Bill Polian Reiterates Stance on 18-Game Schedule, Stands Behind Jim Caldwell’s Timeout
Bill Polian made national headlines last week when he said that the NFL’s transition to an 18-game schedule was pretty much a done deal. The Indianapolis Colts president then continued to make those headlines when he retracted said statement on Mike and Mike in the Morning on ESPN Radio. This week, he probably won’t make any news as he seems to be standing by the latest statement that there’s still plenty of ways to go in the process of moving toward an 18-game slate. And getting that out of the way has allowed him to take a stance on a far less controversial topic, yet one that has Indianapolis fans buzzing. Coach Jim Caldwell took what can only be described as an odd timeout against Jacksonville on Sunday, stopping the clock for the Jaguars as they moved down the field and set up for an enormous game-winning field goal. Caldwell has stood behind his decision and Polian is standing behind Caldwell.
Bill Polian joined 1070 the Fan in Indianapolis with Brandon Gaudin to discuss Caldwell’s strategy in taking a mind-boggling timeout, fans in Indy who are disappointed in the Colts’ start this season, pulling back his statement that an 18-game NFL schedule is a done deal, NFL players and former players who are speaking out against the 18-game slate and whether he’s concerned that an 18-game schedule might water down an already great product.
On Colts coach Jim Caldwell calling a timeout that seemed to help the Jaguars set up their winning kick:
“I thought it was perfectly OK. I understood exactly why he made the decision that he did. He was hoping that we could get the ball back, that our defense could get a stop in a situation where they were likely to try and run the ball and that we would be in a position where we could get the ball back and go ahead and make a run at a miracle finish. Now, if you look at the entire league, and I’ve even heard some statistical people say that it’s impossible and can’t be done. Frank Wright broke out the odds of that with Peyton Manning and they’re very much more different than the odds for the league. In fact, we’ve had more than a half dozens so-called miracle comebacks under one minute and many under two minutes with Peyton. So it certainly was possible and I understood what his thinking was. … We did not stop them nor did we catch an interception that would have put the game in overtime, if not put us in position to kick a winning field goal. It’s what we did after the decision that counted, not the decision.”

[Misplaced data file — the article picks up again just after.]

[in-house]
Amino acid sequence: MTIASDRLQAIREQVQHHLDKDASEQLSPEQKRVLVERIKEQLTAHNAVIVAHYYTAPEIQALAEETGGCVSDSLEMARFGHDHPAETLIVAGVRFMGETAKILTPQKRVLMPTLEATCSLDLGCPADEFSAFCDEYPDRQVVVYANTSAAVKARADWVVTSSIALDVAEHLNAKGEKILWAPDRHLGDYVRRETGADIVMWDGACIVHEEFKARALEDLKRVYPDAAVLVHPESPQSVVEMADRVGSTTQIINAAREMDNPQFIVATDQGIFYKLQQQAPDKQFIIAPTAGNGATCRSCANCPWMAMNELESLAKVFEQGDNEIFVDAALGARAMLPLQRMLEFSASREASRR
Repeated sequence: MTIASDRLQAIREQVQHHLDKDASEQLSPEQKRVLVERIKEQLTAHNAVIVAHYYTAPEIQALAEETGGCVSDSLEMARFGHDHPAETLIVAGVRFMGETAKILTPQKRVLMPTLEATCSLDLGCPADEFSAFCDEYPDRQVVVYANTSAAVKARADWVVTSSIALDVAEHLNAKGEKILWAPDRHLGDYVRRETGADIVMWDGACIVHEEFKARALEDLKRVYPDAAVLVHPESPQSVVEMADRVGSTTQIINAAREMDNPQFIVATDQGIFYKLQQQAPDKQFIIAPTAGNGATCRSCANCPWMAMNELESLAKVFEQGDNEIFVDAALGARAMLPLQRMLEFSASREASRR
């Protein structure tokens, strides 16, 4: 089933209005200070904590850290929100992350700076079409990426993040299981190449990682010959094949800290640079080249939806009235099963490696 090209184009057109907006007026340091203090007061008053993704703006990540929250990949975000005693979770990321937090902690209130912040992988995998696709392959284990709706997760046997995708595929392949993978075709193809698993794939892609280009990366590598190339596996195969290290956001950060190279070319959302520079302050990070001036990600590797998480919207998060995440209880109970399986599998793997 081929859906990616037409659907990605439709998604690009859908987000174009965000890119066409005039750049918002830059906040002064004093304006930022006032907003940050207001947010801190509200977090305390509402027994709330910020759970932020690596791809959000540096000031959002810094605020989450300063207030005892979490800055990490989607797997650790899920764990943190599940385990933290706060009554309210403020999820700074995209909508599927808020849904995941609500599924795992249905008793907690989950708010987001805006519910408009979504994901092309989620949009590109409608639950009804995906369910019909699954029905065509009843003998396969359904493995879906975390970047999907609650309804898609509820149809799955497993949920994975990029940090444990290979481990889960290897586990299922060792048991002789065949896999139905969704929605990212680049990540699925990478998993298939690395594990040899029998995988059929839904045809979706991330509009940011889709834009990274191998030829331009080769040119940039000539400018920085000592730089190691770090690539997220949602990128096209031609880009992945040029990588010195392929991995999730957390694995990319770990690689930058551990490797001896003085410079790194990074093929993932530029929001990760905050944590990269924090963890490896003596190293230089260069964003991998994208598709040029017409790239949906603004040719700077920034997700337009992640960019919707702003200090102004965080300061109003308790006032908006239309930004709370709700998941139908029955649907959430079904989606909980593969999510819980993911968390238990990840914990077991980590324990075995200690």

On Colts fans being disappointed with the 2-2 start:
“Fans have every right to do whatever they wish, think however they wish, react however they wish. They are an integral part, the lifeblood of our business, so they certainly are entitled to their opinion, whatever it may be. I read an epigram in the paper this morning … and that’s ‘Praise and blame, they’re all the same. They shouldn’t affect you.’ All of that discussion and noise can’t affect us. We can’t allow it to affect us.”
On pulling back his statement that an 18-game NFL schedule was a done deal:
“I mentioned on the Mike and Mike show a week ago that I was imprecise in my remarks. When I said it was a done deal, I was thinking in terms of the context of the question which was asked of me as a person who has to put a squad together. In the context of the real world and the labor negotiations, it is far from a done deal. It’s a subject that has to be discussed, it has to be vetted. … My remarks were imprecise and out of context and were taken out of context in terms of what the national headline was.”
On current and former NFL players coming out against the 18-game schedule:
“I think it’s appropriate that those voices speak. When you talk about someone like Howie Long, he played a long, long time in this league. He’s a Hall of Fame player. He should weigh in. That’s all for the good. Those kinds of voices need to be heard. I’m not surprised that they are speaking up and I’m glad that they are.”
On whether he’s scared that an already great NFL product might start to feel watered down by adding more games:
“I wouldn’t say it scares me. I certainly think that I’ve heard that opinion voiced and I think it’s a valid opinion. Unfortunately, there isn’t any answer to that until you reach that point. Very many people said the same thing when we went from 14 to 16 games. That point has been made by the proponents for an 18-game season, who say, ‘Listen, those same doomsayers predicted doom when we went from 14 to 16 and in fact the game has flourished.’ It’s a question and a position to which there is no immediate answer.”